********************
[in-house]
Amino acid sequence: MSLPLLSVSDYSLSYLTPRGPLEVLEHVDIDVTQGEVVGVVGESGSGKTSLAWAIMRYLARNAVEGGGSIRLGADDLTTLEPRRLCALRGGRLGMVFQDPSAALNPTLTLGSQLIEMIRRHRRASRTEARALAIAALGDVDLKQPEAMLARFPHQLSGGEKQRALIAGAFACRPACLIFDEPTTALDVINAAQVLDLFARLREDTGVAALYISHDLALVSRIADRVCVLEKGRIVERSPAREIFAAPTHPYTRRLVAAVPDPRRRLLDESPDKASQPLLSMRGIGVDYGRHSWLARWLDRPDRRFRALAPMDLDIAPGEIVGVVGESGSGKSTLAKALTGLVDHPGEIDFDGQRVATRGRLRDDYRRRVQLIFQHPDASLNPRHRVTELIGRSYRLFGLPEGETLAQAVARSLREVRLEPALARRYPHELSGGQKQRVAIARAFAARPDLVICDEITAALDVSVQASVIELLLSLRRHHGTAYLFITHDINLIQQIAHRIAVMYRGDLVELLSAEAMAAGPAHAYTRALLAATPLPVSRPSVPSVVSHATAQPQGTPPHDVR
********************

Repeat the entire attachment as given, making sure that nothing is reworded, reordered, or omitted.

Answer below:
[in-house]
Amino acid sequence: MSLPLLSVSDYSLSYLTPRGPLEVLEHVDIDVTQGEVVGVVGESGSGKTSLAWAIMRYLARNAVEGGGSIRLGADDLTTLEPRRLCALRGGRLGMVFQDPSAALNPTLTLGSQLIEMIRRHRRASRTEARALAIAALGDVDLKQPEAMLARFPHQLSGGEKQRALIAGAFACRPACLIFDEPTTALDVINAAQVLDLFARLREDTGVAALYISHDLALVSRIADRVCVLEKGRIVERSPAREIFAAPTHPYTRRLVAAVPDPRRRLLDESPDKASQPLLSMRGIGVDYGRHSWLARWLDRPDRRFRALAPMDLDIAPGEIVGVVGESGSGKSTLAKALTGLVDHPGEIDFDGQRVATRGRLRDDYRRRVQLIFQHPDASLNPRHRVTELIGRSYRLFGLPEGETLAQAVARSLREVRLEPALARRYPHELSGGQKQRVAIARAFAARPDLVICDEITAALDVSVQASVIELLLSLRRHHGTAYLFITHDINLIQQIAHRIAVMYRGDLVELLSAEAMAAGPAHAYTRALLAATPLPVSRPSVPSVVSHATAQPQGTPPHDVR